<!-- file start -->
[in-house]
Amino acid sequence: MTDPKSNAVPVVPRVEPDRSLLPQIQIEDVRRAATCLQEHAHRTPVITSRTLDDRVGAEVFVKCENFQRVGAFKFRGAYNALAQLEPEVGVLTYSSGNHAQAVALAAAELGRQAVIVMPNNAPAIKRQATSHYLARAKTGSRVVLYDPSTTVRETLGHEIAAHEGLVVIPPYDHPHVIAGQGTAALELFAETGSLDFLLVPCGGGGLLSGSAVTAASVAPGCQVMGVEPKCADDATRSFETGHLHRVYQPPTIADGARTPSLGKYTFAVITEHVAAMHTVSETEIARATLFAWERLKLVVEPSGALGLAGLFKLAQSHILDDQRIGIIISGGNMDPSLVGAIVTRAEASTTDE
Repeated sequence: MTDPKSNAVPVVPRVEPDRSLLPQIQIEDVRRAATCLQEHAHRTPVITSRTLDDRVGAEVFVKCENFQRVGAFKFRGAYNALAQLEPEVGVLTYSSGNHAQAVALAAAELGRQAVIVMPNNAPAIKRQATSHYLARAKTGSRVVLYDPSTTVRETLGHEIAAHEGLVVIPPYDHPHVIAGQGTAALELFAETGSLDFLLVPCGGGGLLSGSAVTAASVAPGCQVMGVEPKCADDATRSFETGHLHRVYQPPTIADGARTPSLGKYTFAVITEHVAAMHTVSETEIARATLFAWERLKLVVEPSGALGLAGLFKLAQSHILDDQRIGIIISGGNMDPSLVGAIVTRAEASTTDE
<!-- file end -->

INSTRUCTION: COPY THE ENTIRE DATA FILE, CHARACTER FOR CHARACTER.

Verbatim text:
[in-house]
Amino acid sequence: MTDPKSNAVPVVPRVEPDRSLLPQIQIEDVRRAATCLQEHAHRTPVITSRTLDDRVGAEVFVKCENFQRVGAFKFRGAYNALAQLEPEVGVLTYSSGNHAQAVALAAAELGRQAVIVMPNNAPAIKRQATSHYLARAKTGSRVVLYDPSTTVRETLGHEIAAHEGLVVIPPYDHPHVIAGQGTAALELFAETGSLDFLLVPCGGGGLLSGSAVTAASVAPGCQVMGVEPKCADDATRSFETGHLHRVYQPPTIADGARTPSLGKYTFAVITEHVAAMHTVSETEIARATLFAWERLKLVVEPSGALGLAGLFKLAQSHILDDQRIGIIISGGNMDPSLVGAIVTRAEASTTDE
Repeated sequence: MTDPKSNAVPVVPRVEPDRSLLPQIQIEDVRRAATCLQEHAHRTPVITSRTLDDRVGAEVFVKCENFQRVGAFKFRGAYNALAQLEPEVGVLTYSSGNHAQAVALAAAELGRQAVIVMPNNAPAIKRQATSHYLARAKTGSRVVLYDPSTTVRETLGHEIAAHEGLVVIPPYDHPHVIAGQGTAALELFAETGSLDFLLVPCGGGGLLSGSAVTAASVAPGCQVMGVEPKCADDATRSFETGHLHRVYQPPTIADGARTPSLGKYTFAVITEHVAAMHTVSETEIARATLFAWERLKLVVEPSGALGLAGLFKLAQSHILDDQRIGIIISGGNMDPSLVGAIVTRAEASTTDE